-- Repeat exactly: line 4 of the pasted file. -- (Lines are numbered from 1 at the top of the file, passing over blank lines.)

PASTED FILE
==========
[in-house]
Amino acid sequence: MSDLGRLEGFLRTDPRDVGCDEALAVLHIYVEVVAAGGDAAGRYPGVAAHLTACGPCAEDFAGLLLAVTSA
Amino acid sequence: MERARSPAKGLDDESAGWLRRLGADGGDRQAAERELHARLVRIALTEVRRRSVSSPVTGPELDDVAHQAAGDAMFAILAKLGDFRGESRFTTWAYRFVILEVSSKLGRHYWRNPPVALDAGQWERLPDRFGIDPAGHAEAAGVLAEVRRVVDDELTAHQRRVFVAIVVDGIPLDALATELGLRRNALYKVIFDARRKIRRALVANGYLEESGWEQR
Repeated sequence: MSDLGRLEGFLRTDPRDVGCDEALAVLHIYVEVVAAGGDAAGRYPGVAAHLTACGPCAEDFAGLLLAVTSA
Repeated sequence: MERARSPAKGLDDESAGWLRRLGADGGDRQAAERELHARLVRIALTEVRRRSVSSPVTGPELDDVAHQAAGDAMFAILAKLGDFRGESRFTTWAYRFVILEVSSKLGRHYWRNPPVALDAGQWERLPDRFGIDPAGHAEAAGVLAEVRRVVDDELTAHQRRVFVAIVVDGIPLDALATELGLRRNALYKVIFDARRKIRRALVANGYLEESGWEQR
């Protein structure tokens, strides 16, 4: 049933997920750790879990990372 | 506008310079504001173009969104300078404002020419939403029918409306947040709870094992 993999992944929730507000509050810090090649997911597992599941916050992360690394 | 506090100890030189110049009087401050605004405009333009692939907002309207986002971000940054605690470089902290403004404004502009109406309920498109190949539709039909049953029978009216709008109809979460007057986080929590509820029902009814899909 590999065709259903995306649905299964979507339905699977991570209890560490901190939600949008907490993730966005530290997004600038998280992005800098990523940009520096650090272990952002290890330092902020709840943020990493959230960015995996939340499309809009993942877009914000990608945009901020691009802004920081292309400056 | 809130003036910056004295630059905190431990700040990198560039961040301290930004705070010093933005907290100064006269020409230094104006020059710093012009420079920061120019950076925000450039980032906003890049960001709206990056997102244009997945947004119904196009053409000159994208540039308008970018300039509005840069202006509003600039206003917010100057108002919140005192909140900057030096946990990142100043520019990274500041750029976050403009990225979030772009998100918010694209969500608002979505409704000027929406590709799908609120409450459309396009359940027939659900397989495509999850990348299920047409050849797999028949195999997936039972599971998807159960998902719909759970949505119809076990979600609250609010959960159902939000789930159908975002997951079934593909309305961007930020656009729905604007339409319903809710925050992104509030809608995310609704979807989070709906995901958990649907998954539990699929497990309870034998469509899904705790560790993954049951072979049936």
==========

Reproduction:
Repeated sequence: MSDLGRLEGFLRTDPRDVGCDEALAVLHIYVEVVAAGGDAAGRYPGVAAHLTACGPCAEDFAGLLLAVTSA